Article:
Visiting the Terracotta Army

Last week, I travelled to the ancient city of Changan, now known as Xi’an. For those of you unfamiliar with China’s geography, Xi’an is a 14 hour train ride south-west of Beijing. Most tourists go there to visit the Terracotta Army.

The First Emperor, in his youth, ordered these terracotta warriors and horses to be sculpted, so that when he died they may be buried with him and protect him in the afterlife. Buried just before 200BC, they remained underground and unknown until a farmer in the 1970’s accidentally found them. Now, they are a classed as a UNESCO world heritage, and attract millions of visitors every year.

terracotta army
A crowd of warriors

When I went last week, it was a national holiday here in China, and so thousands of Chinese were also visiting the warriors. The queue for the bus was possibly 6-7 hundred people long. However, reassured by a thick flock of buses, my boyfriend and I stuck it out and it only took 45minutes to queue for a 7 Yuan (70p) bus. Other friends were frightened by the queue and forked out 250Yuan for a tour (25GBP).

A Stone warrior
This warrior’s hand is raised as originally they carried weapons to protect the Emperor
The terracotta army
Pit 1, the pit with the most warriors.

After an hour’s bus ride, we finally arrived at the site. Whilst queuing for tickets (150Yuan/15GBP per person or 75Yuan/7.5GBP for a student ticket), many people tried telling us we needed a guide, which would cost us an extra 150Yuan, student or non student.  Having already experienced very poor guiding at the Forbidden City in Beijing, and also knowing there were plenty of signs inside the pits containing the warriors, We declined the guides’ offers. Upon entering the pits I struggled to see the warriors, as so many other people were visiting. I was quite glad I didn’t have a guide as there wasn’t enough room!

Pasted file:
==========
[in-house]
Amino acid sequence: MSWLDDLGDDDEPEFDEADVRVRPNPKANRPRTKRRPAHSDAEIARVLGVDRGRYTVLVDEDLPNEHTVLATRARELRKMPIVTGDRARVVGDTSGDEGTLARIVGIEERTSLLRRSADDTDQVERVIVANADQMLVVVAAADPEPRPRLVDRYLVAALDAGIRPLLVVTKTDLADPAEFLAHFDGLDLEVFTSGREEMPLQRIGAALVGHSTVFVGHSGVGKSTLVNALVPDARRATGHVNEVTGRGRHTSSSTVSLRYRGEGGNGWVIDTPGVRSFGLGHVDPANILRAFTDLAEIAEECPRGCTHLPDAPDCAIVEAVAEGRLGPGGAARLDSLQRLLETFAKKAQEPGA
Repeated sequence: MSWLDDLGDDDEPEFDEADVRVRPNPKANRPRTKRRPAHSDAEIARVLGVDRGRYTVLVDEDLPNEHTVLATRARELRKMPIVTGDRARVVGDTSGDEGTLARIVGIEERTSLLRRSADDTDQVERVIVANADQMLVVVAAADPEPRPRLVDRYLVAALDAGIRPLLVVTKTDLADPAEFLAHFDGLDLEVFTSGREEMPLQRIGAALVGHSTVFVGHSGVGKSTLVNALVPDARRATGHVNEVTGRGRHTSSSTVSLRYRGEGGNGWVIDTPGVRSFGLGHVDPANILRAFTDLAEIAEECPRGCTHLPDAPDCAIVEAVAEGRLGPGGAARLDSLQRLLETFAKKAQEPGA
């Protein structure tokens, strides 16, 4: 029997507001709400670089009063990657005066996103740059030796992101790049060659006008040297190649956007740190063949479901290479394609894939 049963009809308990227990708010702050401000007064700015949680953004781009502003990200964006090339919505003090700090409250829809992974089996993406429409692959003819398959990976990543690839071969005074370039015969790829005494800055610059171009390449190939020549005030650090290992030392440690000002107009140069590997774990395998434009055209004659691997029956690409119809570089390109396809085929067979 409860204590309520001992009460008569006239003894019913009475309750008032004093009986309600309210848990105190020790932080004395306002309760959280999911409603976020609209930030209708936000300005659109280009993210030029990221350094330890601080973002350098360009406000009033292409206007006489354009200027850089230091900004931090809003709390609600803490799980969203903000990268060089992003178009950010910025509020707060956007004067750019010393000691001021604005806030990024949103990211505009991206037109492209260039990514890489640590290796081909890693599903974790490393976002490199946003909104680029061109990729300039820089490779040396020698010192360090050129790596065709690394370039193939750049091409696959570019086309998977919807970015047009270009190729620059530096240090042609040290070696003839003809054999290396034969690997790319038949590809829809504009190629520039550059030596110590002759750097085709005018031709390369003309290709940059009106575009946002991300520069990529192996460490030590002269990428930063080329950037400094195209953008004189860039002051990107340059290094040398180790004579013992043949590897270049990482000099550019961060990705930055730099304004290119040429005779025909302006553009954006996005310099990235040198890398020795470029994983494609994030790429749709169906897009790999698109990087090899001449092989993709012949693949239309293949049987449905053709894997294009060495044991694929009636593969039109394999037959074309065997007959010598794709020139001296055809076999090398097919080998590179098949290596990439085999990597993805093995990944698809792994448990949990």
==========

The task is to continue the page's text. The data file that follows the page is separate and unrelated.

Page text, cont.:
stone horses
Two bronze chariots with rider and horses have been uncovered

We spent about 3 hours touring the 3 pits and the museum and finished at closing time (5pm). So we rushed to the bus line, ignoring all the sellers with small miniatures, fur skins and other rather useless memorabilia. We saw the bus line from quite a way away. It was easily 1000 people long.

We spotted a foreign couple around half way along the line who confirmed it was the Xi’an bus queue. Discouraged, we decided to go eat instead of queuing. The couple kindly offered for us to join them in the queue after eating, if they were still there. Half and hour and two bowls of noodles later, we spotted the foreign couple  very close to the front. We joined them discreetly and within 10 minutes, we were on a bus on our way home. I daren’t imagine how long we would have queued for had it not been for them!

china wonders
In other pits, only parts have been excavated

archeological dig
The warriors are sometimes found in pieces and much work is needed to reconstruct them

Those who can’t make it to China can probably see a warrior or two in a nearby museum. They are often loaned to museums around the world for expositions. Last year I saw a warrior stood in the British Museum.

wonders of china
The Terracotta Army includes warriors and horses

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